I loved the last post so much and all of the comments that I couldn’t bring myself to write a new one last week. I didn’t have much to say anyway. I was in the end-of-a-book blues. Do you ever get those? Of course you don’t, because you’re probably one of those normal people who read through a book quickly to get to the story and the great finale of it. I like to savor a book for at least a week though. It’s not that I read slowly. I just don’t get a lot of moments around here for sustained silent reading.
I like to find a book that’s good for that. Pleasant enough that I want to live with it for a while and consider the characters friends. That way, when I do get the moments to read, I’m so excited to see what they’re up to now.
Well, with this philosophy, I sort of get the blues when I finish the last page. It’s like a good friend moving away, suddenly and permanently and without really finishing the whole story. Last week I finished a great memoir called The Middle Place. It was so well written, and the author was so relatable. She had cancer the year before I did. In a weird, yet typical coincidence, she talks about reading about Brad and Jennifer in a People magazine in the waiting room at the radiation clinic. I talked about the very same thing on my website, only it was Brad and Angelina when it was my turn. Anyway, I was sad to close the chapter on her. I wanted to keep hearing her voice.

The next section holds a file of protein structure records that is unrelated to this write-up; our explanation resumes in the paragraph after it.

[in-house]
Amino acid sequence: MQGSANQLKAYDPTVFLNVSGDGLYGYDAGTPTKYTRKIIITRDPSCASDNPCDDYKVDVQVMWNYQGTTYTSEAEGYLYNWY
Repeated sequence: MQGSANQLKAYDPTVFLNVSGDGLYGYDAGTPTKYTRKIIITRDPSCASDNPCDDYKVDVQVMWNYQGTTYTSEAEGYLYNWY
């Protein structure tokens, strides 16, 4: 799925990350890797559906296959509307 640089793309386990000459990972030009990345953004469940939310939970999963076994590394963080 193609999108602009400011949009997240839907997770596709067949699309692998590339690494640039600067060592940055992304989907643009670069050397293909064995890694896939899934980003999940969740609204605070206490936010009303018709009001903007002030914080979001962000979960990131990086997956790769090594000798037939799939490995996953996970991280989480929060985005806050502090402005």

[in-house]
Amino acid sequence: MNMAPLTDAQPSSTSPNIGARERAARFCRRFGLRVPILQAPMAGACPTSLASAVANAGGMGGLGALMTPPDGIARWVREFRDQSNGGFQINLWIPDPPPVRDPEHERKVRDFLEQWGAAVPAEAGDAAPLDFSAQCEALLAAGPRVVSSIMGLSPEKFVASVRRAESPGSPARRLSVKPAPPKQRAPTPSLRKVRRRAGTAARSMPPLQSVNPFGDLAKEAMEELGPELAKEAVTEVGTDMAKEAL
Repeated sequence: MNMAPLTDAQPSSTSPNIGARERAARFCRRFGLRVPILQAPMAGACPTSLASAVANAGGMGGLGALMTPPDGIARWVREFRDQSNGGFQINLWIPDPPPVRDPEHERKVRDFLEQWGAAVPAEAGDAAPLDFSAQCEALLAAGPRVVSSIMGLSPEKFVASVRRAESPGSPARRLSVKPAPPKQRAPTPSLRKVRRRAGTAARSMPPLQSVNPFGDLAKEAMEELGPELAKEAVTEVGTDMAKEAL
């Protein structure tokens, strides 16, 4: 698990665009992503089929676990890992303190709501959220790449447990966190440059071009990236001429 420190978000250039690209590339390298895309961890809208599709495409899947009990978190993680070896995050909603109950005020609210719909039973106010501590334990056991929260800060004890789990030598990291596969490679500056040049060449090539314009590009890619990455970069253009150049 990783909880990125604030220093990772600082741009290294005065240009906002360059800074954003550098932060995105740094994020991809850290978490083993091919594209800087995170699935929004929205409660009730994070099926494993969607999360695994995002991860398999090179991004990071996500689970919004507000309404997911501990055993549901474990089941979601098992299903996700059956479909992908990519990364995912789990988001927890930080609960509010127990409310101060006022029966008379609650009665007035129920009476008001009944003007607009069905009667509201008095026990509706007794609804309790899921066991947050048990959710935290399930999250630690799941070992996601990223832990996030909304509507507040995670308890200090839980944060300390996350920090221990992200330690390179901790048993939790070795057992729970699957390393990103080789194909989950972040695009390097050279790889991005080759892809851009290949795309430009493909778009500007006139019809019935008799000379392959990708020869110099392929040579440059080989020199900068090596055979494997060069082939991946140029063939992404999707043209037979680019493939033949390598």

Last week that seemed like a boring thing to say in a blog post. But today it seems fitting, because Randy Pausch passed away this weekend. Do you know of him? If not, get yourself to You Tube right this second and search for his name. Or go to a book store and purchase The Last Lecture. He was told he had terminal cancer not long (enough) ago, and he gave the world a really lovely gift as he was leaving us. His lecture, which is now a book, has some of the simplest, most beautiful inspiration anyone could ever give, and I so wish his children could have had him longer than they did.
That’s why my book blues seem fitting. Because I definitely don’t feel the world was done with Randy Pausch. I know his family wasn’t. And I feel so sorry for how desperately they must miss his voice.
(Photo courtesy of Cheerful Monk)